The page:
Back in April we wrote about a whole bunch of lost World War II Spitfires and the incredible persistence of David Cundall, a British farmer and aviation enthusiast. He has fought for years to win approval to uncover these buried treasures.
Our official motto here at DVICE is as follows: "you can never have enough railguns." As it so often does, the U.S. Navy has followed our lead, and has acquired a second prototype railgun system for testing.
Lasers are the future. Of everything. From food to medicine to rainbows, lasers can do it all. As every science fiction movie ever will attest to, the absolute coolest thing that lasers can do, of course, is blow stuff up, and this is why Boeing is making a truck into a mobile laser weapon system.
Declassified government documents are fun, especially ones that detail the United States Air Force's flirtations with flying saucers. While the aircraft was designed for speeds between Mach 3 and 4, it never quite got there.
If you plan on steaming a huge Navy ship around the globe, it's going to need a lot of fuel to keep it running. That's a problem when you're thousands of miles from home in hostile waters. But what if you could simply make your own fuel using the seawater that surrounds you? That's what the U.S. Navy wants to do, using a two-step process that turns seawater into jet fuel.
Man has long warred against man, bringing all manner of bloody machination to rend the opposition limb from limb. For as long as man has been capable of throwing stones, he has also brought with him all manner of beast. You will likely recall stories of courageous horses, mules, dogs and perhaps carrier pigeons, but animals have "enjoyed" far stranger uses in battle. Here, commonplace creatures have been called upon to fulfill the strangest of roles. Here's our list of the 17 strangest, most under-sung animal war heroes ever called to battle.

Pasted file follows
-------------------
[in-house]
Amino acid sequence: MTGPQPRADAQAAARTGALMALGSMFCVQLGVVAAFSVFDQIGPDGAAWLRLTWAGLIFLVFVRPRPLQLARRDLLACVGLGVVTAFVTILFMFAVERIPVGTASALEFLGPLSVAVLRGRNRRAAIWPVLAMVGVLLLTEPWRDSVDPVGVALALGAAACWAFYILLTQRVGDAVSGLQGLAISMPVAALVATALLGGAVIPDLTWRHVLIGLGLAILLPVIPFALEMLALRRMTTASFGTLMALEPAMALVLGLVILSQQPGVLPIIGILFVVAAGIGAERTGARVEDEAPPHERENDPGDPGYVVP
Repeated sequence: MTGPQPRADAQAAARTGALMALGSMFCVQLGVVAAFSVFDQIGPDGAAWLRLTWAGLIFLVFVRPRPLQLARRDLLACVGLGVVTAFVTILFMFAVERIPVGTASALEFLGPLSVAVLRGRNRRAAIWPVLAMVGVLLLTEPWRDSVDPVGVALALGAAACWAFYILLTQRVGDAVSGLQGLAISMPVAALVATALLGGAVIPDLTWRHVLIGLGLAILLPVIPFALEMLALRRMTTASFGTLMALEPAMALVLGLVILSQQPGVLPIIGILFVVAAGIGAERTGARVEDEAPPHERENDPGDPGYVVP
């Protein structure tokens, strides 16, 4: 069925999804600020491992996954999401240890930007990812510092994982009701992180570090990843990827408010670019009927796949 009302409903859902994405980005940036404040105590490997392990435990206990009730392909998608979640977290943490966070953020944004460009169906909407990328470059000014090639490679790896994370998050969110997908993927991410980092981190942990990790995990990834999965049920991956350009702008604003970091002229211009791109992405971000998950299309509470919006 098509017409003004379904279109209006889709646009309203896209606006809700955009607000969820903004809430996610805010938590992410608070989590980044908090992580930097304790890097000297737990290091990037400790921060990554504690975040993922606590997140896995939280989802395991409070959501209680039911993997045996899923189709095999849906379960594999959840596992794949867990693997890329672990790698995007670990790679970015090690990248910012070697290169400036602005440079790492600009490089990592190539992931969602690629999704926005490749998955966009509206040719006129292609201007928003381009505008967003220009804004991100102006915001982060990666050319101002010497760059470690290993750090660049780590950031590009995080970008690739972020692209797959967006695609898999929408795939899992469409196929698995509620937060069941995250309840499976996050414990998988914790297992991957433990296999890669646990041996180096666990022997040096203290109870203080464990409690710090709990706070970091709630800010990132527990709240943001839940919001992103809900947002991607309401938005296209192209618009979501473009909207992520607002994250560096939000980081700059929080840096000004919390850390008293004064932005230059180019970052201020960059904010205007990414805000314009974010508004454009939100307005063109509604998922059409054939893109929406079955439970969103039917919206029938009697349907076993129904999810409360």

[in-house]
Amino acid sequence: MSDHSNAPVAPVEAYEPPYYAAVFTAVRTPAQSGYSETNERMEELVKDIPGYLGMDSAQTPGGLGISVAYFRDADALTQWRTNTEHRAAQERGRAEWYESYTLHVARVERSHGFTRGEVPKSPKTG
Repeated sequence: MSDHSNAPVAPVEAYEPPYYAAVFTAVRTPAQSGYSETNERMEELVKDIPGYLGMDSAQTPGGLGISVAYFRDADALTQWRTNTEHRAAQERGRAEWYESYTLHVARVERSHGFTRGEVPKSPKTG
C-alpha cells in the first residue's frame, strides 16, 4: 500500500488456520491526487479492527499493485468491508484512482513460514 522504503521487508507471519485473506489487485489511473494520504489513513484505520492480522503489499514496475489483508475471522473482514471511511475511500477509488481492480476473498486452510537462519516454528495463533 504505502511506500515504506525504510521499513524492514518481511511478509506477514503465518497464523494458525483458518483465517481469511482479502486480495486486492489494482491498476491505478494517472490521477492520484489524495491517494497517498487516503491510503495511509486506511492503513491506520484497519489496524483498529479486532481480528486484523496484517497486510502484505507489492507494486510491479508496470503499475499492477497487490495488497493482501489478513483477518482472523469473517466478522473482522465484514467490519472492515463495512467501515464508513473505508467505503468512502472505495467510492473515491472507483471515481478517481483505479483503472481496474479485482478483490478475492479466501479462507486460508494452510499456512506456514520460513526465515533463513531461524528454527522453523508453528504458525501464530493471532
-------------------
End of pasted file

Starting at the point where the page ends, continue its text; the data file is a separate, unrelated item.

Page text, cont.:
War is a messy business at the best of times, but it could get even more foul if a Russian inventor's personal human waste extracting tank gets built.
It's been a long while since airships ruled the skies, but like all things vintage and nostalgic, they might be making a comeback. Of course, this time it's about more than nostalgia. A company in Southern California is building airships for the military to transport cargo and conduct surveillance.
For a soldier in a firefight, one of the hardest things to protect without restricting vision or breathing is the face. Regular camouflage face paint, with its oil and wax base layers, actually makes things worse, so scientists have developed a new version that protects the skin from intense heat.
Science is hard at work developing ever more freaky robots to take over the world. To that end, DARPA, in partnership with private-public-hybrid Sandia National Laboratories, has developed a "cost-effective" modular robot hand that is scarily close to mimicking a human hand's movements.